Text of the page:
[ UK /tˈɛnəntɹˌi/ ]
  1. tenants of an estate considered as a group
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How To Use tenantry In A Sentence

  • He could have made a profit in such an economy, as opposed to looking for a rent increase of 70 per cent from the long suffering tenantry.
  • “Umph!” said Mr. Lockhard; “and if I may inquire, Mr. Balderstone, pray do you find your people at the village yonder amenable? for I must needs say, that at Ravenswood Castle, now pertaining to my master the Lord Keeper, ye have not left behind ye the most compliant set of tenantry.” The Bride of Lammermoor
  • Growing tenantry is a sign of the proletarianizing process. Farm Ownership Linked With Trades Unions
  • This transferred more holdings to the tenantry than any previous Land Act had done.
  • The onerous task of distributing seed potatoes to the tenantry on the Sligo estate has just been completed.
  • The first of these stallions was kept for the benefit of the tenantry, who were granted its use free of charge.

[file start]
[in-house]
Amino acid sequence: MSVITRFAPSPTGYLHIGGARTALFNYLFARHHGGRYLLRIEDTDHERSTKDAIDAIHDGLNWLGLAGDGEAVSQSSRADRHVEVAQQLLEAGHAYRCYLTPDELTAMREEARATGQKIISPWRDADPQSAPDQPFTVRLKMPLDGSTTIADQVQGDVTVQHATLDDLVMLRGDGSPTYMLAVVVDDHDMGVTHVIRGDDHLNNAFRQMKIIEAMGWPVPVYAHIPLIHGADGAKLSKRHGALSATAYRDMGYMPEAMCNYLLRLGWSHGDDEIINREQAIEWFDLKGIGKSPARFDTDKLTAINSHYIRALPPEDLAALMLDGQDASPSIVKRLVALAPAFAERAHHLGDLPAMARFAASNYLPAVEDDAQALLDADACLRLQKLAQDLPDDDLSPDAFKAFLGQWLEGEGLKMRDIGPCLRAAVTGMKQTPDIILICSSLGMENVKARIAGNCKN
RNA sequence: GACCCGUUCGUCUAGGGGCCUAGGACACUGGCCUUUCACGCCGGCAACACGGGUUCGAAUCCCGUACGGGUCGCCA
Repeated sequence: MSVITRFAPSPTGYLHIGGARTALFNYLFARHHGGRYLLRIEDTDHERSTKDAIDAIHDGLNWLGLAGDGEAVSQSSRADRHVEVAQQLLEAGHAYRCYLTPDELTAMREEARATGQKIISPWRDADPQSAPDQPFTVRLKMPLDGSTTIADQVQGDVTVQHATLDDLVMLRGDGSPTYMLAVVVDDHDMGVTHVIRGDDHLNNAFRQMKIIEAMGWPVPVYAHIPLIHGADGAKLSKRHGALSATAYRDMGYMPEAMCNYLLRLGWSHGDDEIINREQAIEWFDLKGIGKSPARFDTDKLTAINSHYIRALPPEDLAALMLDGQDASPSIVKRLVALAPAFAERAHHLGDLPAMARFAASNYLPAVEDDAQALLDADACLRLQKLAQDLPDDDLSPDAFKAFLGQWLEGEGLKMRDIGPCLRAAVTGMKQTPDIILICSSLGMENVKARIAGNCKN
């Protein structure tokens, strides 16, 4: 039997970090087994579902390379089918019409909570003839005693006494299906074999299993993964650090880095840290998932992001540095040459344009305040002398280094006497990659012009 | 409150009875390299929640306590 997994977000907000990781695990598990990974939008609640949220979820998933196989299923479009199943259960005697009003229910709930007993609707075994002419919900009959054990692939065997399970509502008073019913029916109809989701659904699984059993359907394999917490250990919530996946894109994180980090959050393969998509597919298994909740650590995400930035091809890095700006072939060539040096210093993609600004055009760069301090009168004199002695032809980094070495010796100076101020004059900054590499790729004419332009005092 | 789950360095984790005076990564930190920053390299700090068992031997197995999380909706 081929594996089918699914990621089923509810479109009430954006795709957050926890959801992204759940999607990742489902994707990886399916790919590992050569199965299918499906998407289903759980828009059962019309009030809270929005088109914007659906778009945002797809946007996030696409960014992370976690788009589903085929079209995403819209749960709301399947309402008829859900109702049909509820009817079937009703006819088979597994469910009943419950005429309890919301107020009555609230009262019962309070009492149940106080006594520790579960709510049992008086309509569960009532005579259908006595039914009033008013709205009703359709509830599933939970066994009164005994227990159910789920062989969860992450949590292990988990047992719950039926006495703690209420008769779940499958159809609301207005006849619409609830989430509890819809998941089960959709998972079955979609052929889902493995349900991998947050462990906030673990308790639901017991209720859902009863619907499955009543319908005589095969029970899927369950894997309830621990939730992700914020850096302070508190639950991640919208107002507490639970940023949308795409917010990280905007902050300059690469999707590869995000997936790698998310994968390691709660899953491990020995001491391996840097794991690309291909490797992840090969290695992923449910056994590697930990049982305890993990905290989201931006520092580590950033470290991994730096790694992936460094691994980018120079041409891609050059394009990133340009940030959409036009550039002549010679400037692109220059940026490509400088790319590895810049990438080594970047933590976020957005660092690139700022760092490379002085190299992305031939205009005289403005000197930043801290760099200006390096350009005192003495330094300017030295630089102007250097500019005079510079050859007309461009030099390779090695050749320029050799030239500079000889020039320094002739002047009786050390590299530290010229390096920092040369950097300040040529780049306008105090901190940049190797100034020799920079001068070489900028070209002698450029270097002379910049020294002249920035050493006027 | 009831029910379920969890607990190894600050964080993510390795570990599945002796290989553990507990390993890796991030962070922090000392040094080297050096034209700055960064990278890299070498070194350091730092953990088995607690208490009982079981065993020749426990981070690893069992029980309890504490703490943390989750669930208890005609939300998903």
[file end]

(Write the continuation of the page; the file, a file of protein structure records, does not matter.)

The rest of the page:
• The book is really about land tenure and tenantry.
  • In the rural districts, tenantry has increased from thirty-five per cent of the number of farms in 1900 to forty-five percent in 1935. Farm Ownership Linked With Trades Unions
  • At length one of his own tenantry, coming by, took him into Charlotte Town in a cart, but was obliged shortly afterwards to leave the island, to escape from the vengeance which would have overtaken the succourer of a tyrant. The Englishwoman in America
  • He raised a fine regiment of foot soldiers from his hardy Cornish tenantry.
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